And it will reign over all his future descen. dants, except those who shall be found alive at the fe. cond coming of our Lord. These “ shall be changed in a moment, in the twinkling of an eye, at the last trump.” This change will be similar to that which the raised dead will experience—a change from corruption to incorruption, from mortal to immortality-from the fallen image of the earthy, to the glorious image of the heavenly Adam. Not only all ages and orders, but all characters, return to duft. "No relation or conformity to, or interest in him who hath abolifhed death, and brought incorruptibility to light, exempts from the sentence, “ Unto dust shalt thou return. “ There is no discharge in that war.” The wise and righteous die, and fee corruption, no less than the fool and the wicked. Precious as the death of the for, mer is in the light of the Lord, they are under the sentence of death as well as the latter. Their victory over sin and the grave does not exempt them from the power of the last enemy. Their earthly house shall be dissolved, in one way or another. One house is appointed for all the living,

Thus extensive is the dominion of death. We need not point out its various forms. Let us attend to its cause.

Sin first entered into the world : Death followed as the effect. Had not the former entered, the latter

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had been unknown, “ Of the tree of the know“ ledge of good and evil thou shalt not eat. For in " the day thou eatest thereof thou shalt surely die.

By one man, sin entered into the world, and death

by sin”—even by his first act of disobedience. “ Adam all die." Those, who have not finned after the fimilitude of his transgression, die-those who have no knowledge of good and evil, as well as others. Death, in every instance, is the execution of the sentence passed in the day of man's fall the penalty threatened beforehand in case of transgression. Whatever the more immediate cause of death may be in

any

inftances, the original and universal caule is that we have mentioned.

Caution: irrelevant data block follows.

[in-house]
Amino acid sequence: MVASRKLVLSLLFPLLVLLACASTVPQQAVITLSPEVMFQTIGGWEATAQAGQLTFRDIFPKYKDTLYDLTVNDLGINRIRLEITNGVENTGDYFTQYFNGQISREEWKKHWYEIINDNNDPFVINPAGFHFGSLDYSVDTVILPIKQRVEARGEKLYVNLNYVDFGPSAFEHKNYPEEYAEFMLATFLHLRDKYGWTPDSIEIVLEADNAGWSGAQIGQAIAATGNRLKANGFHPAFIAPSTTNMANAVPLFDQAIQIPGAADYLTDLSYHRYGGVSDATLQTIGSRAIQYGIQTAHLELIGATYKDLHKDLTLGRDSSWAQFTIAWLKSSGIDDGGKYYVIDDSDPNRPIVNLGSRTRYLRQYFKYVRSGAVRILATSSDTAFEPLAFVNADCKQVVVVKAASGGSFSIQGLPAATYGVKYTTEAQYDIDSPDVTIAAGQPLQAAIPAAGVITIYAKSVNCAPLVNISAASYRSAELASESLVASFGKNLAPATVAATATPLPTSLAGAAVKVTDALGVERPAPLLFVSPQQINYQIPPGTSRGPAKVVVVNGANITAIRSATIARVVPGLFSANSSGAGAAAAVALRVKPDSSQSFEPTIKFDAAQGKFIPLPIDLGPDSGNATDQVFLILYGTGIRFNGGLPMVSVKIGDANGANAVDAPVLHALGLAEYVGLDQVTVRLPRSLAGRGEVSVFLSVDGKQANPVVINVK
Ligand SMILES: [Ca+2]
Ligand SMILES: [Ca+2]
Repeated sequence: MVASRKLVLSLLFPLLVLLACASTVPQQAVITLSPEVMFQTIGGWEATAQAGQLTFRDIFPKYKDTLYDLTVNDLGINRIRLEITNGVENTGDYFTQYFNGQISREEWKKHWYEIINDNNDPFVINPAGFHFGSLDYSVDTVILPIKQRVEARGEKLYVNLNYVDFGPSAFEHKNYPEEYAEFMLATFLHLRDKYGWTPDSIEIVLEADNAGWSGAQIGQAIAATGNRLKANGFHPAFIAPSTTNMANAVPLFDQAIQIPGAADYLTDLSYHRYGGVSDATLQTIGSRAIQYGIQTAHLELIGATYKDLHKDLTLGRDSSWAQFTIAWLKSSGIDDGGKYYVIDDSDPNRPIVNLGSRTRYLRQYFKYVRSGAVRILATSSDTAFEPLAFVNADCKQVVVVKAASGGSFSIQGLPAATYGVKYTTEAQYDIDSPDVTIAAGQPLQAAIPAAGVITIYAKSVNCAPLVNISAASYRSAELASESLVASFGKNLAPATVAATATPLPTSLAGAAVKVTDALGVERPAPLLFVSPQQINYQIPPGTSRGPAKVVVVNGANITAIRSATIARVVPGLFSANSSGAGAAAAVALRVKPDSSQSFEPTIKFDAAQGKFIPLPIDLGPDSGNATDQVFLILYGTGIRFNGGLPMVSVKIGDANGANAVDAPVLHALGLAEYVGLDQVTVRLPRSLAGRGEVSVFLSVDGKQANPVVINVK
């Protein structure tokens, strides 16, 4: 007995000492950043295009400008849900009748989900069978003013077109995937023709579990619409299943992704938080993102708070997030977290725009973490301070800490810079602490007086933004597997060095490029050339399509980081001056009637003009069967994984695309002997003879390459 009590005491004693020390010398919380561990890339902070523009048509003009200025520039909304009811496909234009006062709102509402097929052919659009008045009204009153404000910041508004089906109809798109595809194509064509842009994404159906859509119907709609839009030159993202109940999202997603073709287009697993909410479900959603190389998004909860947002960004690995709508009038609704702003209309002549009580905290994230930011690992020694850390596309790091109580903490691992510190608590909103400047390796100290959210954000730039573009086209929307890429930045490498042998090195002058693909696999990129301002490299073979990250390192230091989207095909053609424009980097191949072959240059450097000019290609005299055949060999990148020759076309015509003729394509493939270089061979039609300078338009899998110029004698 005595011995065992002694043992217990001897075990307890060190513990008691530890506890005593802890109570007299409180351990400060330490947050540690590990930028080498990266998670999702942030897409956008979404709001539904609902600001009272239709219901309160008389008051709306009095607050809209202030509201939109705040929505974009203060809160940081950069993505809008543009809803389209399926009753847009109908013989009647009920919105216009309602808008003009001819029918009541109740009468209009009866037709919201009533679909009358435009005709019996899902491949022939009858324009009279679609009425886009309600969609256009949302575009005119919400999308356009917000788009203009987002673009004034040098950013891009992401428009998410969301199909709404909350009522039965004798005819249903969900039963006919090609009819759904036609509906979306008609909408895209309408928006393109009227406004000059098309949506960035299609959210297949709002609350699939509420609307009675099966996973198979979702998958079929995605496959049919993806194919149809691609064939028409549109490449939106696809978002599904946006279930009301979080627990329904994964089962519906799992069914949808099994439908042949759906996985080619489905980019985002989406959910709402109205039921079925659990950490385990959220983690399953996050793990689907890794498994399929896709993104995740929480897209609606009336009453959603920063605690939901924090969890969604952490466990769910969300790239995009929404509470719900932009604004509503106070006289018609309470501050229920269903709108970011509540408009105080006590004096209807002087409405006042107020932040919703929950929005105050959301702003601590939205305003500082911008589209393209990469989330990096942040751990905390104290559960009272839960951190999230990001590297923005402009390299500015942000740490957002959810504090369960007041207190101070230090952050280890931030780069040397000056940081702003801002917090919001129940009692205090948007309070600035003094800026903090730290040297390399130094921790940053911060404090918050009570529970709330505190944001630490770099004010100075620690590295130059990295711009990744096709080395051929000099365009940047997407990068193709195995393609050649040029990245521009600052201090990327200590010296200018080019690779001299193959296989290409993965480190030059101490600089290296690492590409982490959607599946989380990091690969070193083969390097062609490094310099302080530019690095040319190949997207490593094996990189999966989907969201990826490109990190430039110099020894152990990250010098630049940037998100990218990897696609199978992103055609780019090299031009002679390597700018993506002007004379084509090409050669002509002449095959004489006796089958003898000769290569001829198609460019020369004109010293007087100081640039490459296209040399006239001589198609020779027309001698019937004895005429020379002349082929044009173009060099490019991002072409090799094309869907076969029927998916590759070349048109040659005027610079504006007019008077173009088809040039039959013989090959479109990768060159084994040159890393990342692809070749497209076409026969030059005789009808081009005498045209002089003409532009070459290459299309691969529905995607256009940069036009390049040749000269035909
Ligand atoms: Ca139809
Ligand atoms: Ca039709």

Whether there was or was not a deadly quality in the fruit of the prohibited tree, is an enquiry of little moment. If that fruit naturally wrought death in our progenitors, when they had taken of it, God gave it the deadly quality If otherwise, he connected this consequence with their disobedience; fo that it was as sure as if it had naturally followed. The sentence of death might have been executed immediately: But, though their doom was denounced that same day, Adam lived till the birth of Lamech, the eighth generation from the first pair, and the father of Noah. The longevity of the antediluvians, and the gradual contraction of human life after the flood till the time of Mofes, is rather to be resolved into the pleasure of the Sovereign of life, than to be ascribed to any natural cause. I mention the time of Moses; for the term of human life appears not to have been reduced since his day, when seventy or eighty was the period set to it. If the contraction of life had been owing to some natural cause, must not that cause have continued to operate alike after the time of Moses as before? If, in the space between him and the flood, it was reduced from almost a thousand to less than an hundred years—if the reduction had still continued in like proportion thro'

more than three times that space, what must have been the present term of man's life? rather must not the whole race have been extinct? We need not therefore enquire into the natural cause of the abbreviation of human life. There is an appointed time to man upon the earth. The giver of life hath, in all generations, set the bounds which he cannot pass. The few, who exceed three score and ten or four score, find, for the most part, that this late period is labour' and sorrow_languor of mind and body-a period in which is rio pleasure, and desire fails--which naturally presageth that the dust is returning to the earth as it was.

When our firlt parents had rebelled, they were stripped of a radiant glory, the symbol of the divine prefence, which surrounded them in their innocence.

They saw that they were naked.” An horrour of great darkness succeeded. They would have fled from God, their exceeding great joy before they had sinned; but become their terror through their fall. They anticipated their doom. They saw no ray of light, no gleam of hope. “They heard the voice of the Lord “God walking in the garden in the cool of the day; “ and hid themfelves from the presence of the Lord « God among the trees of the garden.” The man was ready to cast the blame of his transgression upon God. The woman cast the blame of her's upon the serpent. He was deceived by her, and she by the tempter. Each had a distinct doom. The serpent or tempter, who, through his subtilty, beguiled Eve, received his first. “ Because thou haft done this, thou art cursed “ above all cattle, and duft fhalt thou eat all the days “ of thy life. And I will put enmity between thee, " and the woman, and between thy feed and her seed: " It shall bruise thy head, and thou fhalt bruise his heel.” Next the woman was doomed to great forrow in bearing children, and placed under the rule of the man. Then he, for hearkening unto her, who first transgressed, had the ground cursed for his fake. “In for